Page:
Stem cell scientists explore options
By Yevgeniy Sverdlik, CORRESPONDENT
Article Created: 02/13/2008 02:41:12 AM PST
SAN RAFAEL — Stem cell research offers the promise of finding cures for some of the most feared and intractable diseases known to man.
A panel of biologists made that case over the weekend to an audience of Bay Area university students, other scientists and members of the community.
Stanford University's Renee A. Reijo Pera, director of the Center for Human Embryonic Stem Cell Research and Education, emphasized the importance of learning more about embryonic development at its earliest stages to realize the therapeutic potential of stem cells.
"It's important that we begin to really understand human development and how cell fate is determined," Pera said. "It's the essence of human embryonic stem cell biology."
Although scientists have learned how to create human embryonic stem cell lines, Pera said, they have yet to learn how to direct those stem cells to morph into specific types of cells that are needed to cure some of the diseases the technology promises to cure.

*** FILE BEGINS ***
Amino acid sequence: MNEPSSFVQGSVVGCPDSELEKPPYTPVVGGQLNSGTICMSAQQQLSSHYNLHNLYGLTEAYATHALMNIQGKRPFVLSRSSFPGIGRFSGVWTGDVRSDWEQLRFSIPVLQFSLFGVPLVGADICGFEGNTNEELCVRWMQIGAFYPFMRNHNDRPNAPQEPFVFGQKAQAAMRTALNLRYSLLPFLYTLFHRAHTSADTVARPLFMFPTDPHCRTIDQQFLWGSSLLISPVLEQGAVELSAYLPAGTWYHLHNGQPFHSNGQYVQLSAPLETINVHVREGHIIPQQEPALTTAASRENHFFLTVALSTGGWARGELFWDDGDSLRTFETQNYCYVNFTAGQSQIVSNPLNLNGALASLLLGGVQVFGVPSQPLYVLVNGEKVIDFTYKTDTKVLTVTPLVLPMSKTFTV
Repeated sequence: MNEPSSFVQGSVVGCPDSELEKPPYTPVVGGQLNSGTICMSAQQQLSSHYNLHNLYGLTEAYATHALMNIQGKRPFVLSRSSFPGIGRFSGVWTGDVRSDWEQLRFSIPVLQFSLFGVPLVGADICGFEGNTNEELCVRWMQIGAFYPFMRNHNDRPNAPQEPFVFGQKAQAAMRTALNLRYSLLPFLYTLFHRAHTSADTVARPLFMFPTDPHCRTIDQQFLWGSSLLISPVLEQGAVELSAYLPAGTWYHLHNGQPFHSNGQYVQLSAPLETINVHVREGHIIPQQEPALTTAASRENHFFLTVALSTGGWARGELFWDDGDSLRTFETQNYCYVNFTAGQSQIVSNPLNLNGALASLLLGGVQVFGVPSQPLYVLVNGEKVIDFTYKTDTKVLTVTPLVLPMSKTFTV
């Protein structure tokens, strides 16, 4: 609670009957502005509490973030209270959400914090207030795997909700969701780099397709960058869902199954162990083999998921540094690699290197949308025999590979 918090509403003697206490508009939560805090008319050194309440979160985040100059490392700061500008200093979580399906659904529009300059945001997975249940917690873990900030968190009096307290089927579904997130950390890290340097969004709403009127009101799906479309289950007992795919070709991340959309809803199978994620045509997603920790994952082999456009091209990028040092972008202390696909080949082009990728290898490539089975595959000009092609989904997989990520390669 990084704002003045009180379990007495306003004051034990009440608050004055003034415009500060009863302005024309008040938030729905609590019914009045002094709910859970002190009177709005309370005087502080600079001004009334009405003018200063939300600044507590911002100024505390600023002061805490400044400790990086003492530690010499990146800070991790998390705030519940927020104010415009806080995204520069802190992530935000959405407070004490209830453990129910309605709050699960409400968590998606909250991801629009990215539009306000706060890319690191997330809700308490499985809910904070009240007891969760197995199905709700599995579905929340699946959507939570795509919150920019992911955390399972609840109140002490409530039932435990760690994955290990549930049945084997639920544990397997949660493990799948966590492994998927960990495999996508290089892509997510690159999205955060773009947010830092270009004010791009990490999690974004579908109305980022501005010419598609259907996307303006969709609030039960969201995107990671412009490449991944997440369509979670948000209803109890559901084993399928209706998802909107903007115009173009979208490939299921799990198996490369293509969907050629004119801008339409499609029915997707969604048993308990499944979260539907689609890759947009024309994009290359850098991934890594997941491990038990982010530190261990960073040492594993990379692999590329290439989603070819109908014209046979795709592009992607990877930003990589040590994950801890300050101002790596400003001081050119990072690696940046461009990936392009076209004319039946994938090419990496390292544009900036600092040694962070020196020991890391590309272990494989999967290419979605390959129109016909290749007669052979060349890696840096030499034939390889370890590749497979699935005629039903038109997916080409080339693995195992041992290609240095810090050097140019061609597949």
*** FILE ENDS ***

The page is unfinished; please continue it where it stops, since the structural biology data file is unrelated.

"Can we direct the fate of the cells?" Pera said. "In most cases, the answer is 'No, we can't do it exactly right.' But we actually are getting a lot closer."
The keynote speech was delivered by Gilberto R. Sambrano, head of the Training Grant Program at the California Institute for Regenerative Medicine. The institute was created in 2004 as a result of state Proposition 71, which charged it with distributing $3 billion of state money for stem cell research.
One of the institute's goals is to develop tangible proof of the principle that transplanted cells derived from stem cells can be used to restore function for at least one disease, Sambrano said.
To address the uncertainty of this relatively new area in science and the amount of money being spent on it, Sambrano pointed to the optimistic mind-set scientists have about it.
"Like any research conducted, it is research and it is a question," Sambrano said. "Do we want to explore it or not, and if we don't explore it, what do we miss out? I guess, until we get there, we don't know. But I think that the potential for it as an enabling technology has excited scientists like nothing has in recent times."
Mary Khan of San Anselmo came to the conference, which was held at Dominican University of California in San Rafael, to learn how far stem cell research has come. Khan's husband suffers from kidney failure.
"My husband is a dialysis patient," Khan said, "and I am trying to research what I think is the only way someone can benefit and ever possibly get help for kidneys, which is to basically to re-grow and re-generate your kidney."
THERE IS ALWAYS HOPE